The Mountain Women Series

I saved my favorite for last

Rona’s House is the 13th book in the Mountain Women Series, the finale, and my favorite.

This story leaps into the future (1976), where May Rose is again surrounded by loving friends in a familiar setting. She’s quite an old lady now, full of wise observations and grand memories. As she says, she’s the oldest person she knows.

I hope you’ll enjoy seeing the young people of the series all grown up. There are a few new characters, friendships renewed and mysteries unraveled. Enjoy!

The ebook is now available on Amazon, and the print copy will be available soon.


More, please.

I still believe this!

Welcome to the Mountain Women Series

Though I’m always hesitant to give literary advice, I would like to make a modest request to authors of fiction. Please, give us something that’s more.

A lot of fiction is like stale cookies or mediocre pizza, satisfying to people who’ll take sugar, cheese and pepperoni in any form.  I can never understand why, when it’s not required, some will read a book all the way through, then acknowledge it was terrible. Like, “That pizza was really bad.” Belch. I guess they’re hungry.

People read fiction to have an experience–thrilling or horrifying or romantic, and hopefully satisfactory. Guess what, some also read fiction to be enlightened. When I read fiction, I like to learn something.

I’m told more people read non-fiction than fiction. To them, fiction may seem frivolous, unconnected to real life ambitions and concerns.

In truth, the best fiction offers an entertaining experience along with insight, so it’s possible to learn more about ourselves and others, about events, cultures…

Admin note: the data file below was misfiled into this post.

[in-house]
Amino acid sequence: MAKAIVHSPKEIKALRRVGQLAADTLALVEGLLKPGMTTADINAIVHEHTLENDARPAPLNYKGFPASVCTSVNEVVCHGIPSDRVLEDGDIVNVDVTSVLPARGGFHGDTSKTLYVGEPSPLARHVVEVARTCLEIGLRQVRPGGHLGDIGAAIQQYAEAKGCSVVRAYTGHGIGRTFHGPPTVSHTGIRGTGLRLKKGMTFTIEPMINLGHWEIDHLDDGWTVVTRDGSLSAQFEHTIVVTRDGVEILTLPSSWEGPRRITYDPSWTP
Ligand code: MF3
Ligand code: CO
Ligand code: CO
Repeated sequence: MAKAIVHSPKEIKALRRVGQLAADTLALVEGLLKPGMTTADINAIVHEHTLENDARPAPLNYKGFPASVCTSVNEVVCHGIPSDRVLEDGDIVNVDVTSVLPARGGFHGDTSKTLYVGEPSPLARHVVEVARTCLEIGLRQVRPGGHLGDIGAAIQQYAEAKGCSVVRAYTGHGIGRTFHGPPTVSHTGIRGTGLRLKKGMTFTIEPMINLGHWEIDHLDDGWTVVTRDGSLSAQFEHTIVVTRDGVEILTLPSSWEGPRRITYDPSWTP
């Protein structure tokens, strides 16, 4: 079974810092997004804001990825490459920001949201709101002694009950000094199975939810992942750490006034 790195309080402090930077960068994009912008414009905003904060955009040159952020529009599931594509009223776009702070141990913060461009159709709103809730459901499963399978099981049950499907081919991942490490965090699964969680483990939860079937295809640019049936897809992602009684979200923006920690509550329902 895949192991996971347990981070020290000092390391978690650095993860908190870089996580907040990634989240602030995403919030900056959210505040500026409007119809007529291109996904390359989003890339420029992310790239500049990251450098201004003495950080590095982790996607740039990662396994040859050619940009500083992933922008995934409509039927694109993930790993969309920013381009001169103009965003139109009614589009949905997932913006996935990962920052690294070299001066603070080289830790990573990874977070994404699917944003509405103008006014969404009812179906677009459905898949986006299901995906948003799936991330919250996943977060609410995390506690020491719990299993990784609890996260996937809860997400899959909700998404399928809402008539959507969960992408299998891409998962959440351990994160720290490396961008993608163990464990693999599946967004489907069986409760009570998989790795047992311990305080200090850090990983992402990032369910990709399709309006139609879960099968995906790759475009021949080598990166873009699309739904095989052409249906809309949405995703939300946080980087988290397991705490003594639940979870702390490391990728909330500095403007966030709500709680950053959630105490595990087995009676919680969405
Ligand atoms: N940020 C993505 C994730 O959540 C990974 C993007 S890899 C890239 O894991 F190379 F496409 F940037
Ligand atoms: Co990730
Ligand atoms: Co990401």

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Digital Beneficiary, Digital Estate, Digital Executor, NONI, Online Assets

Are you good to go?

Does anybody know the important stuff you keep in your head?

Let’s say you do a lot of business online, and you keep a lot of the ways and means in your head. What happens to all of that (and the people who depend on it) if suddenly you can’t manage it?

Who is prepared to step in and carry on for you?

An hour’s planning now can save months of difficulty for those who may have to take over. 

At the minimum, you should leave instructions for one or more people (your “digital executors”), telling how to access your phone, your computer, and your email accounts.

You can create a spreadsheet with all those instructions, but it won’t be legal unless you create a codicil to your will and have it notarized. 

There’s a better way. 

NONI is a neat application (permanently free to first subscribers) that lets you specify how your online life will be continued or concluded, and it provides a legal codicil. You can update everything at any time.

Using NONI, you can identify all your devices and online assets and specify “digital executors” and beneficiaries. Best of all, you can leave detailed instructions for managing your online life if it needs to continue—for example, if you have an online business. In NONI, all passwords are securely encrypted, but you’re not required to add them.

The application prompts you to add beneficiaries and executors for each “digital asset,” including their contact information so NONI can send your instructions once officially notified that something has happened to you. 

I just completed my digital estate on NONI and downloaded the codicil. 

I’m good to go!

P.S. I’ve been given permission to give you this free link for the developer’s friends and family, which means I can give it to you. Check it out! You’ll never be asked to pay.